Are we even allowed to love plant managers?
I’ve written about this before, but during a conversation the other day about the role of sex in redemptive films, I thought of another way of illustrating it.
Picture a father and his adult son pondering a serving of Atlantic lobster in a fine restaurant:
Son: Drawn butter, lemon in a cheese cloth. I’m in heaven.
Father: Beautiful, I agree, but is your heart in the right place on this?
Son: I think so.
Father: Do you really love that lobster, I mean with all your heart?
Or, to avoid the problem of comparing women to edible sea creatures, picture two executives pondering a new plant manager:
Vice President: She graduated with high honors from Cal Tech
President: Is that really what’s important here?
Vice President: She increased productivity by 17% at the Toledo plant?
President: You’re just talking about things that are useful to you, and the company.
Vice President: I thought that’s what I’m supposed to..
President: Do you love her?
Vice President: Are we even allowed to love plant managers?
The point being that we allow lobster to be good on its own, and we allow plant managers to be good at what they do, and we allow ourselves to celebrate all that goodness without insisting that “love” be buckled onto that appreciation like an ankle bracelet on a dangerous convict. Sex can never be just good on its own; it must be smothered over with a healthy dollop of “love,” or it’s nothing but harlot debauchery.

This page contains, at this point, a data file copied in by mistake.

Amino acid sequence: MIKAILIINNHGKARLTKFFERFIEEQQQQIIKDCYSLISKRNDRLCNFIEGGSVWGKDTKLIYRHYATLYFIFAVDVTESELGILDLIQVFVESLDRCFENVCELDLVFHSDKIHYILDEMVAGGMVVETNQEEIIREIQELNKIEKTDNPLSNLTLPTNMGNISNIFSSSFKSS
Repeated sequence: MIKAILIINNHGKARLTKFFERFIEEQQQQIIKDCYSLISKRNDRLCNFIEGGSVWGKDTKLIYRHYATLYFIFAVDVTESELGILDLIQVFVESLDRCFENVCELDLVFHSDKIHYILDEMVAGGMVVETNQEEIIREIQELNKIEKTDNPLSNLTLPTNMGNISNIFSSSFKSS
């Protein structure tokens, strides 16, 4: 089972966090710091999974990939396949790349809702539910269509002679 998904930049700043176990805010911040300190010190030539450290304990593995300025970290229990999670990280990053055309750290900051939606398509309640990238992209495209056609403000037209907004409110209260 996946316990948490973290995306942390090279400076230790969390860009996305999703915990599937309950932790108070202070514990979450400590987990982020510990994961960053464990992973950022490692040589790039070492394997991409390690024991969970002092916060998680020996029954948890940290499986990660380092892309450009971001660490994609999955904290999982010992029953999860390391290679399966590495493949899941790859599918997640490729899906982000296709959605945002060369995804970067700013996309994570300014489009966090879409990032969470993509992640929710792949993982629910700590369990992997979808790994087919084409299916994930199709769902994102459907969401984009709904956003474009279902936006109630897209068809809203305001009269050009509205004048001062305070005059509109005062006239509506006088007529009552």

When some believers talk about sex, you can almost hear the sort of maternal advice they would give a teenager caught with pornography. Translated, without the varnish, it goes like this: “Listen, Johnny, someday the Lord will give you a woman who loves you enough to do these disgusting things with you.”
Just when I think the church is learning its lesson on this, a friend writes, in response to my last blog:
A Christian filmmaker, whom I consider very conservative, just had a film rejected for consideration from a Christian group for being “unGodly.” The reason? The main character was wearing a dress that was a few inches above the knees.
At the root of this false holiness is the belief that sex and beauty have no place in God’s universe because they simply must revert, in our dark hearts, to primal, selfish lust. Could the hem line have been “above the knee” in a bedroom scene between married people or would that make it all “less loving?” Can the woman’s beautiful leg be good on its own, as a proof of God’s incredible craftsmanship, or must we spray it with a little “love” disinfectant first?
Another friend observed that quite a few Christians will allow non Christian filmmakers to get a little steamy, on their way to making a redemptive film, in a way they would never allow a fellow believer. A believing filmmaker who gets even the hemline wrong can’t expect support from his own people.
It’s more than just a film problem though. The next time your church sponsors a couples’ retreat, and your husband gets restless listening to platitudinous reveries on the value of “love,” you might remember that some of the teaching time should be given over, without apology, to the beautiful power of great sex.